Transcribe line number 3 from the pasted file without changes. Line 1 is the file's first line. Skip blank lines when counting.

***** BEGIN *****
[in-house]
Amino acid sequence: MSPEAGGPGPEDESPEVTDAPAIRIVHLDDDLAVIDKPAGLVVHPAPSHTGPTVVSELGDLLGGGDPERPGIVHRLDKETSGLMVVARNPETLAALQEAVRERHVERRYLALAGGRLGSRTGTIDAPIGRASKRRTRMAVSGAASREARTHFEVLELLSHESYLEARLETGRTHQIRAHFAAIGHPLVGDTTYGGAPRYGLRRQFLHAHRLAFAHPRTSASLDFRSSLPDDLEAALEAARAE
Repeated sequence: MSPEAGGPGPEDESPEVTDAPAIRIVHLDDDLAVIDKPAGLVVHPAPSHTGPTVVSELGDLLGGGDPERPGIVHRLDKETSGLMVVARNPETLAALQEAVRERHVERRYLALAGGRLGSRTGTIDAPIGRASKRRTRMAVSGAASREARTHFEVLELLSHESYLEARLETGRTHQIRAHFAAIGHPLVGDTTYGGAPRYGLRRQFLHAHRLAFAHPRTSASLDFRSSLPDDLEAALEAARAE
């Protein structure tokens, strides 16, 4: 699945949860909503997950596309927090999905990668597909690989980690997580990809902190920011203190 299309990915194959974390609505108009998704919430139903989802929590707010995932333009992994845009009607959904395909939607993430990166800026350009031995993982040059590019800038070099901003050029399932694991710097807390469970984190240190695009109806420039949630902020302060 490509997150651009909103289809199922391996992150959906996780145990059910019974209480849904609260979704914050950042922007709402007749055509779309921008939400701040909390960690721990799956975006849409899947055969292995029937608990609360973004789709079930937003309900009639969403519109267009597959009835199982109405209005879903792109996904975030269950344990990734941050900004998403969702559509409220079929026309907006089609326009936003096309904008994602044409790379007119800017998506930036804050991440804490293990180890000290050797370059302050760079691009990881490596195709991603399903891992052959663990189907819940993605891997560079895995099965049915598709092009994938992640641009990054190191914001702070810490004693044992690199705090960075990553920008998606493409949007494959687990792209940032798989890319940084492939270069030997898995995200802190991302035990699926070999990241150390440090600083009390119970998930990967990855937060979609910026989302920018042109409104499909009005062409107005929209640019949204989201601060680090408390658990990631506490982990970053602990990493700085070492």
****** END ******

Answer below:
Repeated sequence: MSPEAGGPGPEDESPEVTDAPAIRIVHLDDDLAVIDKPAGLVVHPAPSHTGPTVVSELGDLLGGGDPERPGIVHRLDKETSGLMVVARNPETLAALQEAVRERHVERRYLALAGGRLGSRTGTIDAPIGRASKRRTRMAVSGAASREARTHFEVLELLSHESYLEARLETGRTHQIRAHFAAIGHPLVGDTTYGGAPRYGLRRQFLHAHRLAFAHPRTSASLDFRSSLPDDLEAALEAARAE